The Problem With Recording Schools

 


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I remember about 5 years ago. I bitten by the recording studio bug. Before I knew it, I had maxed out a few credit cards and taken out a large loan to pay for enough recording gear to record a full band. I was excited about recording bands. I knew nothing, but I certainly wanted to learn. I saw a few ads in beginner recording magazines for these immaculate looking studios combined with classrooms. I thought these guys would transform me into a recording genius.

I quickly enrolled into one of the best recording schools in the country. I was excited. They even turned me on to Tape Op magazine, which I am very thankful for. I thought I was going to go into the recording school as an idiot and walk out recording Aerosmith. Somewhere in there I got to thinking. How many recording engineers are there? Since the school has hundreds and hundreds of graduates every year and there are other recording schools all over the country, how could all of these engineers be recording Aerosmith. More than likely, there are only one or two engineers working with Aerosmith. There are probably two more working for Metallica and two more working for Van Halen and that pretty much wraps up the mega big boys. That's right. There are six mega big boys. There are more all stars in professional baseball than there are top recording engineers.

So what are these schools really selling you? They may be teaching you how to work a console and they may teach you a few engineering tips too, but where are the jobs? Many of the big studios are hurting. This means there are less and less big time recording jobs available. So where are the thousands of 20 year old kids who owe $15,000 in student loans going to find jobs in the audio industry? Most of them will not be working in recording studios. The sad part is most of them are going to have trouble finding a decent paying job at all. Graduating from “tech school” doesn't usually look the best on a resume. You may be able to run a Neve console, but the only job that needs that is an audio engineer and those jobs are getting harder and harder to find.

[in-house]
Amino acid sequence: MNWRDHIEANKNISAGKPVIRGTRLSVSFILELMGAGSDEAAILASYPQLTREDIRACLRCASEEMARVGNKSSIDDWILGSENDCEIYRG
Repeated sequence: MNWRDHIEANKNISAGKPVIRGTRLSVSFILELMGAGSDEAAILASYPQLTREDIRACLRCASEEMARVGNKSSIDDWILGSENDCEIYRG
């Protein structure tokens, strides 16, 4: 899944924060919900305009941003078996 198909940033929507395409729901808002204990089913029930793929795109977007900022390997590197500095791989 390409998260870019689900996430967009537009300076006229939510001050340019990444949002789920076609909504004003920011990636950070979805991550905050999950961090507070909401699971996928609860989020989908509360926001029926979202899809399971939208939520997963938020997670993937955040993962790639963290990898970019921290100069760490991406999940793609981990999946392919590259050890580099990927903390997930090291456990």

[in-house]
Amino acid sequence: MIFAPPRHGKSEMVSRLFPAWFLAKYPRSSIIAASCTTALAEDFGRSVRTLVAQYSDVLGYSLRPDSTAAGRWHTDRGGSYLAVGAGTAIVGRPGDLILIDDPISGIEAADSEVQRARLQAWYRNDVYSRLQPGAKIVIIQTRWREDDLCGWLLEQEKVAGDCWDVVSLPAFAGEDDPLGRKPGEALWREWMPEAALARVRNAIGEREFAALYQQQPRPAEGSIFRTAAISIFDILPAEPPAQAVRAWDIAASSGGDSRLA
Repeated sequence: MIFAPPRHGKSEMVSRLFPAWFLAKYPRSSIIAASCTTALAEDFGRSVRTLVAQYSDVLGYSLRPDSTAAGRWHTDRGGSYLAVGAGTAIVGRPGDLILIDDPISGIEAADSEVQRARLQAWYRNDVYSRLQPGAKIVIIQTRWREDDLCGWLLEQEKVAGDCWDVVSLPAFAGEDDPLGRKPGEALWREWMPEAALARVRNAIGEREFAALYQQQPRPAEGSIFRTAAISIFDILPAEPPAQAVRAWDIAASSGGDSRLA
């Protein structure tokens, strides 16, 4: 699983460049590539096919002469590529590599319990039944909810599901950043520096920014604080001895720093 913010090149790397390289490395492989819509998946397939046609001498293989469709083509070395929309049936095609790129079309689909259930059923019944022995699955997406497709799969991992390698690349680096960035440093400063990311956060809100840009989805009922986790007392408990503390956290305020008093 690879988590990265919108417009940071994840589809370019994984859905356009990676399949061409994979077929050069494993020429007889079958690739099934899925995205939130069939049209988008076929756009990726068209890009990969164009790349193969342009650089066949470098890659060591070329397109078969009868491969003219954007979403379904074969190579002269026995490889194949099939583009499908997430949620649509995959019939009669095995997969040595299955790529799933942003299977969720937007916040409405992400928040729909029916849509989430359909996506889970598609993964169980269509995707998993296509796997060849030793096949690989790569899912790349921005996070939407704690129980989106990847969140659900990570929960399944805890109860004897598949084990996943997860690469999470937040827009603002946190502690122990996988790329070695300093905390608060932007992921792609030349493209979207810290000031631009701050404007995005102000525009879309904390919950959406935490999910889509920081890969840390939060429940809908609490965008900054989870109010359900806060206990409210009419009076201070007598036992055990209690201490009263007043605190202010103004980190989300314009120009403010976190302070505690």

I'm not saying that you shouldn't go to recording school. Honestly, I'd love to attend a recording school. That would be great. Unfortunately, there is reality and recording schools don't make much sense in mine. Maybe you will be next guy to go to recording school and then end up with a few grammy awards sitting on the mantle.

If a person is really serious about learning how to record, there is no better time than 2 minutes ago. You are late. Get on it. All it takes is a computer from 3 years ago, a recording soundcard, and a few microphones. (Okay, there are some other things needed, but I'm trying to make this look easy). The hard part comes not from buying the gear or even figuring out how to work it. The hard part comes from figuring out how to make a killer record that actually sounds good. That one is still a mystery to me. The experience you could gain by jumping face first into recording bands could be just as good as learning the old school way. I'm guessing that both have their flaws.

In the end, some of us were just meant to be in audio. We'll find a way. If recording school is the way for you, by all means, go for it. I have to say that I'm glad that I pumped my tuition money into fancy microphones and preamps. My studio stays busy and I'm learning as I go. Life could be worse.

Are you serious about audio recording ?

Check out recordingreview.com

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